Use of Apps to Engage Students in Collaborative Writing, Great Plains Composition Conference

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description of how apps serve to mediate collaborative writing as described in research on middle school students science inquiry reading and writing


  • 1.Use of Apps to Engage Students in Collaborative Writing Richard Beach, University of Minnesota Handout: Apps recommendations mlkuh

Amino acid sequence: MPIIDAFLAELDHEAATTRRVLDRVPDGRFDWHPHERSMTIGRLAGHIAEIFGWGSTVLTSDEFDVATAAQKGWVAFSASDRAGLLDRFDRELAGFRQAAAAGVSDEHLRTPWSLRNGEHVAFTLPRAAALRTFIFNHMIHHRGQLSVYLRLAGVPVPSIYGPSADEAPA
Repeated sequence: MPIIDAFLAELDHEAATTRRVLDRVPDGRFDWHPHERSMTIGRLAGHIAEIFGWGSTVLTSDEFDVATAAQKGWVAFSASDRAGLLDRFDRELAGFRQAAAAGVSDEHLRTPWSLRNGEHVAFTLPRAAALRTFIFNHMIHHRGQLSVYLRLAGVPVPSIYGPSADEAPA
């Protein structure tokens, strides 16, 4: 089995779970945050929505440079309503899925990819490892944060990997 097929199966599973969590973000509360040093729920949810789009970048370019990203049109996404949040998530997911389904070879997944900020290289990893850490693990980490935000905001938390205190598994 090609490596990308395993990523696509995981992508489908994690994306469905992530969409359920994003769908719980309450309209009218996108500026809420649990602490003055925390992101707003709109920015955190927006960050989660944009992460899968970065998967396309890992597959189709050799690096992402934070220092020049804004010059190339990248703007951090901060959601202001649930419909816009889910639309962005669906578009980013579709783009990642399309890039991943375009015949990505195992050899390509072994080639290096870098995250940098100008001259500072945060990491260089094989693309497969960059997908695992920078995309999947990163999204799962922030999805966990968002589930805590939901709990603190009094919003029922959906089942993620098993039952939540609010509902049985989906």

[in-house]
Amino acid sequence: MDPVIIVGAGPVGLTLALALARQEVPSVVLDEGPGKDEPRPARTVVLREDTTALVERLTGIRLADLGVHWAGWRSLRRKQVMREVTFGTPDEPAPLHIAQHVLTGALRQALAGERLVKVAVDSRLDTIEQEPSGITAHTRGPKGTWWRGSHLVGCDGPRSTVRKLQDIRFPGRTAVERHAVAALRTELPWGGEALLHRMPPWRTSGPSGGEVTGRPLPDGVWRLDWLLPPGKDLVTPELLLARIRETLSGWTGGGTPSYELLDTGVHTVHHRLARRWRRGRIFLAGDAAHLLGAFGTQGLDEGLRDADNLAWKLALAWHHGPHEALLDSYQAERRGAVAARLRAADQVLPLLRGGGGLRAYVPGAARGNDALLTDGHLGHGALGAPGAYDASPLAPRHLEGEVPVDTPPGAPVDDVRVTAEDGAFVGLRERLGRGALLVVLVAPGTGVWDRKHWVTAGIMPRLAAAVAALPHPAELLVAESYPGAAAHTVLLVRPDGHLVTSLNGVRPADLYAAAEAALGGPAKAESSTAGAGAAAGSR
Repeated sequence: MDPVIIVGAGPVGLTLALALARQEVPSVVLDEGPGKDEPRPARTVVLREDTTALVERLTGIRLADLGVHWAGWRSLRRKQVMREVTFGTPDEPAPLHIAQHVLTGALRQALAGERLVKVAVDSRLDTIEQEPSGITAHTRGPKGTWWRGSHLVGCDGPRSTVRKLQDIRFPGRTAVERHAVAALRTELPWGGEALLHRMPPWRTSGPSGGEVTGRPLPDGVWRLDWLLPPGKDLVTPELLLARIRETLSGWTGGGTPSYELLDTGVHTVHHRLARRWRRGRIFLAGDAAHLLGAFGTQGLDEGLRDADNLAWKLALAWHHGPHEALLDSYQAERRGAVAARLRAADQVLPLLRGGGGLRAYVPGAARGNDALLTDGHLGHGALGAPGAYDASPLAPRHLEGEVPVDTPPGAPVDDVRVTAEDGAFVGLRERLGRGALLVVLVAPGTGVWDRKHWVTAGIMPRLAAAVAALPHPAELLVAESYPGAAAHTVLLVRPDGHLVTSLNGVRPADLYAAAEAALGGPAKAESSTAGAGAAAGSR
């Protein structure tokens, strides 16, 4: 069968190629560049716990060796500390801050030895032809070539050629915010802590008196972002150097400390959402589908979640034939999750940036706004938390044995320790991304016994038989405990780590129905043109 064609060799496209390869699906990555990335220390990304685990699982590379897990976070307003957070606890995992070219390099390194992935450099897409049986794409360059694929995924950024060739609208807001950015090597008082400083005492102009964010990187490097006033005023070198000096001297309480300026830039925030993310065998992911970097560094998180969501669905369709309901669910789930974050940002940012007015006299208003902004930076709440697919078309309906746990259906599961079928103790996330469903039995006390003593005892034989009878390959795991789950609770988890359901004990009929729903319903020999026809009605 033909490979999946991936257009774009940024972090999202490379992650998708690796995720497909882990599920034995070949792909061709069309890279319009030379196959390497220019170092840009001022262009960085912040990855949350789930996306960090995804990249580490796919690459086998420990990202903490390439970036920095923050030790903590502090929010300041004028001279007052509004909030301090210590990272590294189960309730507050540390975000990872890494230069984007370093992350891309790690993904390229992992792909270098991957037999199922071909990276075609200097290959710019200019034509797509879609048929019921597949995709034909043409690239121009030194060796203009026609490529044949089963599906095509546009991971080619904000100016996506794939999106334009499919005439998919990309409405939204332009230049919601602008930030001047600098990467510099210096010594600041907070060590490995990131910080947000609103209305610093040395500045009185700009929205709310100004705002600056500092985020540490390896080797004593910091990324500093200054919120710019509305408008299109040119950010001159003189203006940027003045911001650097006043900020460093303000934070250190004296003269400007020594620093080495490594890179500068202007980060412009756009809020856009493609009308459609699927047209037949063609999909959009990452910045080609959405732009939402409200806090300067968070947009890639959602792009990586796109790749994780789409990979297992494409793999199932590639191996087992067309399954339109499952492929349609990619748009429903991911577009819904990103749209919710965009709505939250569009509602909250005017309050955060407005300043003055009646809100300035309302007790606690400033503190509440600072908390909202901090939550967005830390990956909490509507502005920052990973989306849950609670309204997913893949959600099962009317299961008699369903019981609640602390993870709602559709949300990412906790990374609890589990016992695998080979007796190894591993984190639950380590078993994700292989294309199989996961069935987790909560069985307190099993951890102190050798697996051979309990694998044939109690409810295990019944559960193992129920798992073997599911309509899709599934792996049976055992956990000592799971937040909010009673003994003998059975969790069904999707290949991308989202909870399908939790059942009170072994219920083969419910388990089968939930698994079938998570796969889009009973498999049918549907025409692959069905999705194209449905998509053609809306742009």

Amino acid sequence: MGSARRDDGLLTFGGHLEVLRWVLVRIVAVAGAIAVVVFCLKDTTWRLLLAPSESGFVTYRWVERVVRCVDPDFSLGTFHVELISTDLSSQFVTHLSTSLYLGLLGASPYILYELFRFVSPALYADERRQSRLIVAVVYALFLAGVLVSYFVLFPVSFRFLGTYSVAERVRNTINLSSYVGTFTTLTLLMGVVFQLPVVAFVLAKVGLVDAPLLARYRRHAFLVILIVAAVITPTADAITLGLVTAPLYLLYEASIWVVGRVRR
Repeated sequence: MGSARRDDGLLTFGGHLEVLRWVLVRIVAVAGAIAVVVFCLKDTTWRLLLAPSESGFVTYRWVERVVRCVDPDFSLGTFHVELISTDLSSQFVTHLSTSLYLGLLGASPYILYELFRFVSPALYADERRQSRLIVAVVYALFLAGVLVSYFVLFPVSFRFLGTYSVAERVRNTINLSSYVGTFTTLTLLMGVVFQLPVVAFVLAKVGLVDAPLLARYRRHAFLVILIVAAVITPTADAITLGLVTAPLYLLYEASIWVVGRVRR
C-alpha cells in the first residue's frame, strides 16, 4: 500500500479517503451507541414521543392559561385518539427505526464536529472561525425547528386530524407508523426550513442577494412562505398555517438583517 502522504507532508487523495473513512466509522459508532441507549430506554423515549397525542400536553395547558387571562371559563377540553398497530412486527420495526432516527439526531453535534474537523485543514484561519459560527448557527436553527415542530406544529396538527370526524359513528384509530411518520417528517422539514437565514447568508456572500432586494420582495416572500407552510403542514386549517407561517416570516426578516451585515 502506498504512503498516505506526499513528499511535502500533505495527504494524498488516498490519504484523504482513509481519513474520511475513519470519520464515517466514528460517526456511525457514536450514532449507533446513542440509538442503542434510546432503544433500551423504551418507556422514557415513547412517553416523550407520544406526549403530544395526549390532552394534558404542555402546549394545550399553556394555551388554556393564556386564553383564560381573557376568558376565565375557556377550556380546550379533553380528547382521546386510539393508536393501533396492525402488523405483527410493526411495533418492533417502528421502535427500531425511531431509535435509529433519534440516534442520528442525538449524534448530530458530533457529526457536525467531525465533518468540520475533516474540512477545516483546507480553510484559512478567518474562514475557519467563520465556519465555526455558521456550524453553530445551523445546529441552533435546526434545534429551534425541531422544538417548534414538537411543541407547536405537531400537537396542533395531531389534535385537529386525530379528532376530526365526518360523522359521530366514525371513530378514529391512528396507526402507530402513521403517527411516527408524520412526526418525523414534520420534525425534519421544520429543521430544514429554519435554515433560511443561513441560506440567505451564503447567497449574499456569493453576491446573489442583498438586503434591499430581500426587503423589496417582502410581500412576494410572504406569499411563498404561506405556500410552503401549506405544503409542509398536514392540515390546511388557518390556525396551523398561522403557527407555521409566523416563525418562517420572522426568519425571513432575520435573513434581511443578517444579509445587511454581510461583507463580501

2. Current book project Richard Beach, Chris Anson, Lee-Ann Breuch, and Thomas Reynolds, Understanding and Creating Digital Texts: An Activity-Based Approach, Rowman & Littlefield, in presshttp://digitalwriting.pbwork 3. Apps: Affordances Affordances not in appAppActivityAffordances created by teachersActivityApp 4. Affordances: Social practices Contextualizing texts as actions/spacesInteracting with othersMaking hypertextual connectionsCollaborating with othersConstructing identities as persona 5. Affordances not in tools We need to understand that meaning is not inherent in our tools (writing, media, ideas, language) nor does meaning reside in ourselves. Rather, it exists in the space between our tools, ourselves, and each otherin the space of design. Doug Walls, KAIROS 6. Tools: Recontextualize texts Twitter: Move link from one context to new context Remix: Copy-paste from original to new text Annotate: Add new content to a text 7. Digital texts: Continuum Static DynamicFixedOpenMonologicDialogic 8. Wiki annotations to a Munro story 9. Folger Digital Library 10. Annotations: Hamlet 11. Rap Genius: Annotations 12. Evernote: Clippings 13. Feedback: thesis: Google Forms 14. Research: Middle school students 2011 2012: Using of iPad apps (report at end of handout)2013: Use of Chrome appsLow-income, urban school 15. A Quick Peek at Diigo 16. Diigo bookmarking for sharing annotations 1. Add Diigo to Safari (iPad) or Chromebooktoolbar 2. Find an online text 3. Highlight sections of the text 4. Click on the icon to add a Sticky Note response 5. Have other students add their responses 17. Affordances of Diigo: Collaborative Annotation 18. Affordances of Diigo: Collaborative Annotation 19. Paired Resulting Argument 20. Benefits: Annotations More active reading Alternative perspectives Alternative response practices 21. Sticky-note discussion Discussion prompted by projecting annotations on the pro wind power article Read one of two con articles and added their own annotations using Diigo and DocAS. Students responded to each 22. Scheme 23. Results: Diigo Annotations 34% questioning, 22% integrating/connecting, 13% evaluating,10% determining important ideas, 9% inferring,8% reacting to others comments, 24. 2013 Research: Chrome apps: Mindmeister, Diigo, VoiceThread What app affordances did middle school students employ in using Mindmeister, Diigo, and VoiceThread in studying the topic of weather versus climate? What benefits and challenges did students identify in using these apps? What are some differences between use of iPads versus Chromebooks in using these apps? 25. Affordances: Organization, Multimodality, Ease of use Its easier and its get more into what you going to do because you can use photographs, graphs, and charts and all of that and its more easier to show as if youre doing a presentation to get the person youre showing this to more into it and to show them what you trying to explain to them. It organizes your thinking. When you put in bubbles you could tell the difference and you can put it on each side that you think it is. Its better than writing because you can think of more ideas when youre using that and you can put images when youre explaining. 26. Affordances: Efficiency, Collaboration, Visual When youre doing it on paper and pencil youre just learning from our own thoughts, on Diigo it is more faster and better. Easier. If it is on paper, you are not allowed to collaborate. Its online. You can communicate with other people like if you have a question or a comment on other peoples sticky note or if they have a question you can clarify. 27. VoiceThread: Multiple audiences share responses to images 28. VoiceThread affordances practices Collaborative shared reading Mediated by focus on same iamge Learn from others perspectives Multimodal production 29. Teacher: Multimodality The multimodal aspect of this helps kids gel their understanding and further their understanding of whatever their particular part of the carbon cycle was in a way that was not as rich had we been doing a whole class discussion or another reading on the carbon cycle or all watching a video. What was neat was every kid was processing their leg of the carbon cycle in their own way without being guided by a teacher. In a class often were going to read about it for two minutes and discuss; they could think about it and talk with a partner about it. 30. Advantage: iPads TouchSpeed # apps Video/images 31. Advantage: Chromebooks Costs Google Apps Loading apps Keyboard (problem: trackpad) 32. Identity competencies Negotiating identities across different social worlds Acquiring new, alternative ways of perceiving and knowing Making connections across people, events, and texts Engaging in critical analysis of texts and the worldReflecting on ones experiences based on longterm identity trajectories 33. Habits of mind Curiosity, openness, engagement, creativity, persistence, responsibility, flexibility, and metacognitionFramework for Success in Postsecondary Writing (Writing Program Administrators, National Council of Teachers of English, National Writing Project, 2011) 34. Negotiating identities/adopting perspectives: Online roleIssue: Access play to information on blocked websites Students adopt pro-con rolesconstruct a personaemploy rhetorical appealssupport their position with reasonsidentify and refute counter-argumentsrevise or modify ones own positions 35. Using a Ning as the platform for online role-play: 36. Using Diigo sticky notes to share annotations on related research 37. Threaded discussion allows students easily follow discussion 38. Role construction: Adopting different perspectives EmoGirl: Critique of school Internet policiesI think the internet usage policies are ridiculous. The policies are almost impossible to find. I spent half an hour trying to find them and I'm a young, computer savvy person. 39. Strict Father cultural model:The issue with sites like YouTube is that it is a helpful site when used correctly, but the ratio of students who would use it to the students who would abuse it would greatly favor the later of the two. Rrated sites are not ok because they usually contain information and content that may be considered offensive. The internet policies are very clear, if your grandmother would not appreciate it, then you probably shouldn't be doing those kind of things at school. 40. Online resources Handout: Apps, identity activities, study report Ebook: Using iPad and iPhone Apps for Learning with Literacy Across the Curriculum